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Culture

Making Love to Berlin

Director Thomas Schadt’s camera settles on a kaleidoscope of images in his film “Berlin, Symphony of a Great City”, which has opened to large crowds of movie-goers in Germany.

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Not just the wall and TV tower... this is Berlin too!

A single day in the life of a bustling metropolis captured on camera in a visual symphony.

That’s Thomas Schadt’s version of the legendary 1927 silent classic "Berlin, Symphony of a Great City" in a nutshell.

If pictures could speak, Schadt’s remake tells volumes about the Berlin of 1927: the people, the place, the everyday details of life on the streets.

Berlin Die Sinfonie der Grosstadt Filmszene

Berlin Die Sinfonie der Grosstadt Filmszene

Just like the original director Walter Ruttmann, Schadt chose to shoot the film in 35 millimetre back-and-white reel.

The camera lingers on unusual images, going far beyond the usual postcard clichés of Berlin. The emphasis lay on giving Berlin a human face, or more precisely, human faces. People are at the centre of the film.

And this is where Schadt’s remake differs from Ruttmann’s documentary.

Ruttmann captured Berlin from dawn to dusk - from the time the city awakens, to the crescendo of bustling activity that builds up during the day to the time that the city goes back to sleep. He combined pictures of the city and its inhabitants into a dizzying quick-cut montage, depicting the brilliance and pace of Berlin in 1927.

"I think that people in my film are depicted differently than in Ruttmann’s. Ruttmann filmed people in very quick and very rigorous montages. For my taste, this made them too anonymous, and that was one thing I wanted to change. I wanted to present people with an individual, or you could say, human face", says director Thomas Schadt.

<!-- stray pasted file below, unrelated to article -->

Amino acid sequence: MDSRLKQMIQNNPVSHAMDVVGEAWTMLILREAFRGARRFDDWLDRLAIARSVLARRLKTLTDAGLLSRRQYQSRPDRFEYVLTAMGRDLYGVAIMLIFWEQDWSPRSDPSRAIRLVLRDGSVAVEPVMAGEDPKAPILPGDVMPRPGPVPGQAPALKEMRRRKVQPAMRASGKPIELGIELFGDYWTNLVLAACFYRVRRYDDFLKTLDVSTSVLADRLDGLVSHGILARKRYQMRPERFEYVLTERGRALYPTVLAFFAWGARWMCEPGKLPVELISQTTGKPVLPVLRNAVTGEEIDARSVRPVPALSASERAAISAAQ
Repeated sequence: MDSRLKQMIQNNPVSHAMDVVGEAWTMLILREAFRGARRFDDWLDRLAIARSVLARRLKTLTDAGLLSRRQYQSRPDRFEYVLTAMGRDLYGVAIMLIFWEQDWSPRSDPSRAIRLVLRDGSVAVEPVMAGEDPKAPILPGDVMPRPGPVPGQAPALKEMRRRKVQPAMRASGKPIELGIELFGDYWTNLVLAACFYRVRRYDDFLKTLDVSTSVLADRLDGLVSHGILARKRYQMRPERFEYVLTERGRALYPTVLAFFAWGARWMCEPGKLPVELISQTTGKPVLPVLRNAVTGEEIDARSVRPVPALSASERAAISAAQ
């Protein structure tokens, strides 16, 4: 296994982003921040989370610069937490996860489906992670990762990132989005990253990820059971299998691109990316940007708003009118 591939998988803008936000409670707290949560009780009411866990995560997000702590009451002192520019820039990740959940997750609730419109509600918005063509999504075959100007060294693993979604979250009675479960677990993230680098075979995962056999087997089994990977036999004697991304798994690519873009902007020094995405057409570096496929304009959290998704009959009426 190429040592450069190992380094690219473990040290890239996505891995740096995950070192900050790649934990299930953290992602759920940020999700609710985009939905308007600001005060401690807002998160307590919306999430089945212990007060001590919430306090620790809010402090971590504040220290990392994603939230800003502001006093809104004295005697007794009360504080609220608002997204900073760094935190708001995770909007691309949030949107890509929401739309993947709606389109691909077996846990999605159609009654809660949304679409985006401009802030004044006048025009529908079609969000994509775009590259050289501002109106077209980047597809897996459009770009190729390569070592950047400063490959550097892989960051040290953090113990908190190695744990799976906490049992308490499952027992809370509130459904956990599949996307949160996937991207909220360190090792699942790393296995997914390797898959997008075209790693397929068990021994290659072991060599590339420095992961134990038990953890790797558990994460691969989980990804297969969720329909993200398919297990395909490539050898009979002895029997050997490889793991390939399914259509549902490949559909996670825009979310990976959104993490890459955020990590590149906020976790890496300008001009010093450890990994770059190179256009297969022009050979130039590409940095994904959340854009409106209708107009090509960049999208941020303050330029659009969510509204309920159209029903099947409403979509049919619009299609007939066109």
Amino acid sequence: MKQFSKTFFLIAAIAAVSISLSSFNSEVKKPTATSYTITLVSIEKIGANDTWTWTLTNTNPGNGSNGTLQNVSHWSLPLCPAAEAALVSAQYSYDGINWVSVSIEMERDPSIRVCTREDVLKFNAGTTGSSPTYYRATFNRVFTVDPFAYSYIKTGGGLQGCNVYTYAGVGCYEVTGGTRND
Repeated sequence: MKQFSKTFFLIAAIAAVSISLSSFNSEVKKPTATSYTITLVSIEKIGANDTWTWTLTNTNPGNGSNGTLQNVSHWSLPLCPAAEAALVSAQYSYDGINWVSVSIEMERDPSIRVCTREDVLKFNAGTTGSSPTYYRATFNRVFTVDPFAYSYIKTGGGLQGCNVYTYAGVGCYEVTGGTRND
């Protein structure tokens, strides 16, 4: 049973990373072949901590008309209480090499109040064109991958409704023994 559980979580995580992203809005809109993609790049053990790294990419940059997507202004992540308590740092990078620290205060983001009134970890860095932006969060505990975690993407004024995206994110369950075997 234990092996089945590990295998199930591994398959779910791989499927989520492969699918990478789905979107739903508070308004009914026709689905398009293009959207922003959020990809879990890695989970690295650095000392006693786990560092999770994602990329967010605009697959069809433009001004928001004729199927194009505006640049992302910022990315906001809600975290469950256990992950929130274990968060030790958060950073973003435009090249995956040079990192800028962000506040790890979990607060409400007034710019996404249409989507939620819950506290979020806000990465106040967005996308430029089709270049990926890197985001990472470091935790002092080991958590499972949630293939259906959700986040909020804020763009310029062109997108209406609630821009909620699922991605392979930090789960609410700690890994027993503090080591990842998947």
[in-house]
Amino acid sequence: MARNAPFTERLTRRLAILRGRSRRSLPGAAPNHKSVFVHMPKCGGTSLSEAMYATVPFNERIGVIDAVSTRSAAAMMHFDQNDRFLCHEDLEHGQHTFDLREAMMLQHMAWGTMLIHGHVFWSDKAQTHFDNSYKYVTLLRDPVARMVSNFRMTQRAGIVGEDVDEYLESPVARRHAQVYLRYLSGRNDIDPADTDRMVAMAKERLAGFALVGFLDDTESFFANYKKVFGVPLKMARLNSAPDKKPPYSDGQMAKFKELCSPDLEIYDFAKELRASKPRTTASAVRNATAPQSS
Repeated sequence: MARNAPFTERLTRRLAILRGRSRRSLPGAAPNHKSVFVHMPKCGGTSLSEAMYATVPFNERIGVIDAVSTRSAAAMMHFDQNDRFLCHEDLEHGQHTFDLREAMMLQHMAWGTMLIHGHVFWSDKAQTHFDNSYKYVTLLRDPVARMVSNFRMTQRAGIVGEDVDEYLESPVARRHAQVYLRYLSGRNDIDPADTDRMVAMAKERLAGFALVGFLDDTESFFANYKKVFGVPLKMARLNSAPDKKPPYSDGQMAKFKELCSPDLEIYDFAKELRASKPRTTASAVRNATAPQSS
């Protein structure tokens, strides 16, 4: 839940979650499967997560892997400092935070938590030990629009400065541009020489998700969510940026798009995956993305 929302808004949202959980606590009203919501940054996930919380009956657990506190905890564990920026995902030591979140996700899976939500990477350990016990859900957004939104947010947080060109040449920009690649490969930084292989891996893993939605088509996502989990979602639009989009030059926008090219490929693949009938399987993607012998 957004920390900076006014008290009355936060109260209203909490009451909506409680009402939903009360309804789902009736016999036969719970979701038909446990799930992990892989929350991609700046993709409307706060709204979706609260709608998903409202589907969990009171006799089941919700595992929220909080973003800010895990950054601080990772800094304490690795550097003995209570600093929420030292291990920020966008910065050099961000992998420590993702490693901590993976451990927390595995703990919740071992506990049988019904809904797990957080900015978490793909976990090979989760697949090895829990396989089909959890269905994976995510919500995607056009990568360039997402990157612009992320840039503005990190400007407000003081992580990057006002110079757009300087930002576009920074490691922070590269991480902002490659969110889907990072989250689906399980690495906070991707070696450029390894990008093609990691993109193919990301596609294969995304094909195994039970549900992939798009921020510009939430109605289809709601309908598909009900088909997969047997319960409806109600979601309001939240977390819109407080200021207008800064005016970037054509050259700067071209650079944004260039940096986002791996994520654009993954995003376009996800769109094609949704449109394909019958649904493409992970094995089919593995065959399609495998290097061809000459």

Kameramann Thomas Keller und Thomas Schadt

Kameramann Thomas Keller und Thomas Schadt bei den Dreharbeiten für "Berlin. Sinfonie der Großsstadt" in Berlin

Departing from the conventional

Schadt and his assistant spent a year combing the city for unconventional images.

And they came up with plenty.

In a series of long, static shots, Schadt’s camera focuses on the darker side of the city as Schadt investigates conflicts and reveals the cracks in the urban facade of Berlin.

People working in a BMW factory, the bustle of activity at a flea market, homeless people getting a free meal at a soup kitchen, a Jewish cemetery, the rich and famous dining at gourmet restaurants and preening before the camera...

There are also glimpses of Berlin’s more recent history such as the graffiti-splattered remains of the Berlin wall, known as the East Side Gallery and the glinting glass facades of the restored Potsdamer Platz..

Schadt is not oblivious to Berlin’s notoriously tumultuous deeper history either.

"I don’t think you can look at this city without also looking at what has happened in the last 75 years. Berlin is the result of history, its own history and the history of Germany."

Logically, the camera swoops down on the Olympic stadium, built for the 1936 Summer Games – a typical example of bombastic Nazi architecture.

Music has a special place

The score is all-important since the film itself has no narration.

Essentially a symphony, the score was played by the Southwest German Radio Symphony Orchestra.

Composers Helmut Oehring and Iris Schiphorst wrote the score while the film was still being shot and relied heavily on digital technology.

"We worked with a lot of computer technology. It enabled us to develop sound and image parallel to one another and to create an interaction. It allowed us, for example, to exchange sketches, raw material and preliminary ideas and results. We were constantly being inspired by each other’s work", says Thomas Schadt.